After seeing article after article calling the Myers-Briggs Type Indicator® “useless” and “meaningless”, I decided it’s time to take a stand for something that has definitely been “useful” and “meaningful” in my life, as well as in the lives of many others. Although I personally think the test is valid (and there’s plenty of research to back that up), the MBTI® is still useful despite it not always being 100% accurate. Here are just a few reasons why!

The creators of MBTI may not have been “qualified” but what makes someone “qualified” to create something useful?

The MBTI is rooted in two different philosophies- those of Carl Jung and mom and daughter duo- Katherine Briggs and Isabel Myers. Katherine Briggs and her daughter Isabel Myers co-authored the Myers-Briggs Type Indicator as a way to simplify Jung’s theories about personality type. Many discredit Katherine and Isabel’s work because they believe they weren’t qualified to expound on his theories.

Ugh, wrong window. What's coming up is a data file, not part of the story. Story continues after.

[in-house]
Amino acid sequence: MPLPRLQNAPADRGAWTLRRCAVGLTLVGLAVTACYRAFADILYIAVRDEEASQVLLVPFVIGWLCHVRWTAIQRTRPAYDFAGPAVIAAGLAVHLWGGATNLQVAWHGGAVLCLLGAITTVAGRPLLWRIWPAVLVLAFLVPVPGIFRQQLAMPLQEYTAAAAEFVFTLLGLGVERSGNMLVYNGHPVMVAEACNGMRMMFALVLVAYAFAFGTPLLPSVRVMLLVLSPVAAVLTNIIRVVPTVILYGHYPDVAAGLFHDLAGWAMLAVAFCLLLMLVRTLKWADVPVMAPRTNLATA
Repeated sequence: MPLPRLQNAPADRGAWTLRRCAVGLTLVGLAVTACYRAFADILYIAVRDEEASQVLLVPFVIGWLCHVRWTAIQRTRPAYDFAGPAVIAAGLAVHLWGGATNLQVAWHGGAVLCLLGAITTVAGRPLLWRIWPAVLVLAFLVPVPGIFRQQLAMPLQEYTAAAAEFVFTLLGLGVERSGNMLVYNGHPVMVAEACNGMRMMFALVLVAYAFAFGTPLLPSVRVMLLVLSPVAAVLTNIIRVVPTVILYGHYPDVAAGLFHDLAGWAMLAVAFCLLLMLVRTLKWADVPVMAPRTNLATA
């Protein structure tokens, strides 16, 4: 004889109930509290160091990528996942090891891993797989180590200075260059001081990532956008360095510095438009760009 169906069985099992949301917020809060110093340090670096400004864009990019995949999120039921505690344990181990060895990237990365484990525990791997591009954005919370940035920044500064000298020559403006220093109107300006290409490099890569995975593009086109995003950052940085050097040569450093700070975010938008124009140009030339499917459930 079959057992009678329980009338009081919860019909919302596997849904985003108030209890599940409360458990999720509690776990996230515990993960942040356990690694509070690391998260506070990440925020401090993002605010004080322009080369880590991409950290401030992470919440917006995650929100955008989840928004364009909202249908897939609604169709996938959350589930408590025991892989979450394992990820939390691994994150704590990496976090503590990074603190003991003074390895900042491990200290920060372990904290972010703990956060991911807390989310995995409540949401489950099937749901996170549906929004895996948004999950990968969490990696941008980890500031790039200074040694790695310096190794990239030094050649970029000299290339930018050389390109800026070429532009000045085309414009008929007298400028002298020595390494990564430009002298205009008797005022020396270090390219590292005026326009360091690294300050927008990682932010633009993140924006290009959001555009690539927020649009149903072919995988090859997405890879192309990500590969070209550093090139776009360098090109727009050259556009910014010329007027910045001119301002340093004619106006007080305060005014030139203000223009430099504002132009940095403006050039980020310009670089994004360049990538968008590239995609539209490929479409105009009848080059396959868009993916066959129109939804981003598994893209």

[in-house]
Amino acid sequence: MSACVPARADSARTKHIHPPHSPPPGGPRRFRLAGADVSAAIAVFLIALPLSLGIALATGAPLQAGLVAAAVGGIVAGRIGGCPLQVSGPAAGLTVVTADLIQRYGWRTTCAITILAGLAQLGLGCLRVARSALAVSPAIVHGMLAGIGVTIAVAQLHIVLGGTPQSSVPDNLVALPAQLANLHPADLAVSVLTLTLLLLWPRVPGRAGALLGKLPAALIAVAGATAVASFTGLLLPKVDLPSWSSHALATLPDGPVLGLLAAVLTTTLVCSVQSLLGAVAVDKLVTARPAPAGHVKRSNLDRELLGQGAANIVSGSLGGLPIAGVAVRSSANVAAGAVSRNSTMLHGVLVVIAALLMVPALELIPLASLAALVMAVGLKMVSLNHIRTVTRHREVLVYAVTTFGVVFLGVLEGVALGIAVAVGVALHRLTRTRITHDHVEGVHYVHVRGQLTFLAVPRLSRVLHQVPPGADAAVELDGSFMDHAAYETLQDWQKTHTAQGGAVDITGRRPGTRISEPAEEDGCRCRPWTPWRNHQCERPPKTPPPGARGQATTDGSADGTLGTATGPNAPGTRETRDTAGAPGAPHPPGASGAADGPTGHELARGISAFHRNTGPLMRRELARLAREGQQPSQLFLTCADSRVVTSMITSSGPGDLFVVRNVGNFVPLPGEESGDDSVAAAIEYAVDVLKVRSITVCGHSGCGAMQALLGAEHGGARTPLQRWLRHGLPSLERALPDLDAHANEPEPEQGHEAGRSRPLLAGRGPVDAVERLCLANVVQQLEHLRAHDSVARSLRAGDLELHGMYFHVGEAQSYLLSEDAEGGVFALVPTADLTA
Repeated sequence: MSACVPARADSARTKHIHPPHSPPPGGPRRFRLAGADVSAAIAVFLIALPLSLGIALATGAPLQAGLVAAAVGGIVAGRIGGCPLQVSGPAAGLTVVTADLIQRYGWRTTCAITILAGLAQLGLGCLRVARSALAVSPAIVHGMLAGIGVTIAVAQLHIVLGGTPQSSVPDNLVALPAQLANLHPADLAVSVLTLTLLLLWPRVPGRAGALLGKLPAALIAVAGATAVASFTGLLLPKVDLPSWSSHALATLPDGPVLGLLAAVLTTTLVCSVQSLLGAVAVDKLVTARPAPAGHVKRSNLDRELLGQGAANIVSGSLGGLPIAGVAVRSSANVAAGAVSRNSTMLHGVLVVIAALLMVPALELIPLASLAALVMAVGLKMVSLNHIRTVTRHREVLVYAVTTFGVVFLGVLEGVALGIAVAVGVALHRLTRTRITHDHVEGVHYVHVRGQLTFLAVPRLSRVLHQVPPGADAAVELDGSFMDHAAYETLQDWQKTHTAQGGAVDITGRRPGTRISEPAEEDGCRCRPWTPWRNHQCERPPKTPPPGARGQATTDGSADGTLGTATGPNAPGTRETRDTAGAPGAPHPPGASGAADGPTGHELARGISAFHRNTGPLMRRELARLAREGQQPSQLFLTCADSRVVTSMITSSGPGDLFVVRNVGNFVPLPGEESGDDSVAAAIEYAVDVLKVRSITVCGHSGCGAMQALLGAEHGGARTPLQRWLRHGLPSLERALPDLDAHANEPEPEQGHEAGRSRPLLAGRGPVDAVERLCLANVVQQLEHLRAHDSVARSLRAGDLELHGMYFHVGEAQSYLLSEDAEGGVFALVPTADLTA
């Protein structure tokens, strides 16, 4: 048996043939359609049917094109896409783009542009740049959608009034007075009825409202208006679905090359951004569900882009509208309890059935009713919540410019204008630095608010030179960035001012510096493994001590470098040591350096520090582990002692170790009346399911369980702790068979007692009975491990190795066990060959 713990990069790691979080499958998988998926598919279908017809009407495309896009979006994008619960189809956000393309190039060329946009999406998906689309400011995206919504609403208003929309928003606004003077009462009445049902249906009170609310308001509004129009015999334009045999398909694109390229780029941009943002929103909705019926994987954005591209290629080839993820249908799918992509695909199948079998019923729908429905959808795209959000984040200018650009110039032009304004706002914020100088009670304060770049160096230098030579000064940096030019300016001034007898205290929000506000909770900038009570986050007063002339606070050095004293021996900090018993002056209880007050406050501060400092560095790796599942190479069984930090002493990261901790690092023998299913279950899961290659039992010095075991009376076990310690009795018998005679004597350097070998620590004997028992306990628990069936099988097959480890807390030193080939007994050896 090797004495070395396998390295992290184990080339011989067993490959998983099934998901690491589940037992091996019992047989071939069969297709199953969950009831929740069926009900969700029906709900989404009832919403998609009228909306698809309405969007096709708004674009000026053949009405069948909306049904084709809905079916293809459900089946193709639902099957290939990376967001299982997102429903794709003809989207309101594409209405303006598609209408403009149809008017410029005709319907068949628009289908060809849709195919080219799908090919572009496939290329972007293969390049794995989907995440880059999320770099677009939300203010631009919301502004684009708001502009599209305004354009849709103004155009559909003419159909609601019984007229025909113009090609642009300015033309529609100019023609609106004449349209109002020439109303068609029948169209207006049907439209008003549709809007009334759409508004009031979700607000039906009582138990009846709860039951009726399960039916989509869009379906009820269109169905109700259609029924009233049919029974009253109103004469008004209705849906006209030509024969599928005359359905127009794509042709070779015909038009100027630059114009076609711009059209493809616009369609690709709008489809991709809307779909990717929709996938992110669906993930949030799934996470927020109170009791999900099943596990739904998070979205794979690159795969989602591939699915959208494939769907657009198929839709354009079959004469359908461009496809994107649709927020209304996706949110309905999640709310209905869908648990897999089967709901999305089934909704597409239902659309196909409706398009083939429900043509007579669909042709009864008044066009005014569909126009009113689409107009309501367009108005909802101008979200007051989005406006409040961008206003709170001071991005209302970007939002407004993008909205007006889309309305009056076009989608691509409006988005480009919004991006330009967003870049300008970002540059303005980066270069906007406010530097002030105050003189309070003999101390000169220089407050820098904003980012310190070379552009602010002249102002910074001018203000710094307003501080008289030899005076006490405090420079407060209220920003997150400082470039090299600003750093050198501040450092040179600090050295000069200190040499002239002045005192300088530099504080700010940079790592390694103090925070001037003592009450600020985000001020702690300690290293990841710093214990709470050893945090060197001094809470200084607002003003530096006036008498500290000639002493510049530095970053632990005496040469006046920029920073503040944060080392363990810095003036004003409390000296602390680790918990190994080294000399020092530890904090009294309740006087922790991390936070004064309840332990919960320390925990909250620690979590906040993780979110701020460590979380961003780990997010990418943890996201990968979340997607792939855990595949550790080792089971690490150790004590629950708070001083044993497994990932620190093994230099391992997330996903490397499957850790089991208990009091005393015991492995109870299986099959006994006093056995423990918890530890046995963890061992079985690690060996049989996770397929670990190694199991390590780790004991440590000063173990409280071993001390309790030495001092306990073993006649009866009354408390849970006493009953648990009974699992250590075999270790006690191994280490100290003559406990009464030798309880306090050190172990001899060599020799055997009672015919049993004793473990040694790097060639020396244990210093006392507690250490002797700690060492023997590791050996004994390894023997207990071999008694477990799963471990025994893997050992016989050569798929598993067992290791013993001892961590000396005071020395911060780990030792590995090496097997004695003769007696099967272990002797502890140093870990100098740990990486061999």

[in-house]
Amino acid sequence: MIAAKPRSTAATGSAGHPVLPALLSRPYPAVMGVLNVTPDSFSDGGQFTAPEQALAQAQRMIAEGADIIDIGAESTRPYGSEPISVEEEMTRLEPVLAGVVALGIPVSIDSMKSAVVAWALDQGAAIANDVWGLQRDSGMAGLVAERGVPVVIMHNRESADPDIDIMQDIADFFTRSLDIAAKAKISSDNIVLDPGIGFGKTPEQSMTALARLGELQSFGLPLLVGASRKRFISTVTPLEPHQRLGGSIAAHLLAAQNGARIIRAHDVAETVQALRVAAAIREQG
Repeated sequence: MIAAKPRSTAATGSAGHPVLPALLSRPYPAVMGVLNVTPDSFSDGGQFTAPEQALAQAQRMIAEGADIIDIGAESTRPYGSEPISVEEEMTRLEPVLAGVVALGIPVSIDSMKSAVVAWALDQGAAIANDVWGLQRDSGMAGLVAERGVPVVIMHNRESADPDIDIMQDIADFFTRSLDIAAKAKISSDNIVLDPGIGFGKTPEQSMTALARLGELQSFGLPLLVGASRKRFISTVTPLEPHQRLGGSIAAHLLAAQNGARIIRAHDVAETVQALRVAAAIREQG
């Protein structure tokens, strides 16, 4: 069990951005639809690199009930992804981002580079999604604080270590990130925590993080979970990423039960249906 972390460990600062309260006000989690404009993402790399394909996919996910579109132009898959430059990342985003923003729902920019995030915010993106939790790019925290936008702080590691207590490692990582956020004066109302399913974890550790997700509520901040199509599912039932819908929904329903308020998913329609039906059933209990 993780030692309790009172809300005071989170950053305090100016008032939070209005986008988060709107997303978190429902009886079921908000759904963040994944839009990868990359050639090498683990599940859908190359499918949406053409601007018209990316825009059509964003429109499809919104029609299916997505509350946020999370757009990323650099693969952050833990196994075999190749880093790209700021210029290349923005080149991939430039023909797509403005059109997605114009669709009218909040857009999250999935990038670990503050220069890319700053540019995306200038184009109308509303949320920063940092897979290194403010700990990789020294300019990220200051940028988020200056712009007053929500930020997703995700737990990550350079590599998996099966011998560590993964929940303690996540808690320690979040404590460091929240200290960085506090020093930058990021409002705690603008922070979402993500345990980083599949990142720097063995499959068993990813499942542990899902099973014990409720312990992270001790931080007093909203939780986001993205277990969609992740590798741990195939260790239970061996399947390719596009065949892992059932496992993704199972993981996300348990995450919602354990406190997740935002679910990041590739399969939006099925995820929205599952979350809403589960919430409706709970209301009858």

According to this logic, we should all throw out our Apple products since Steve Jobs- who dropped out of college after the first semester- wasn’t qualified to help create them. My point is- do qualifications really matter if the end result is useful and effective? According to this Psychology Today article, “research by Ashton and Goldberg (1973) demonstrated that even individuals without formal psychological training can create personality scales that are just as valid as professionally-developed scales.”

Regardless of whether the Briggs women were “qualified” or not, the MBTI assessment is continually being researched and improved upon by trained psychologists to ensure it’s validity.

The MBTI is meant to help you understand yourself better, not predict your future.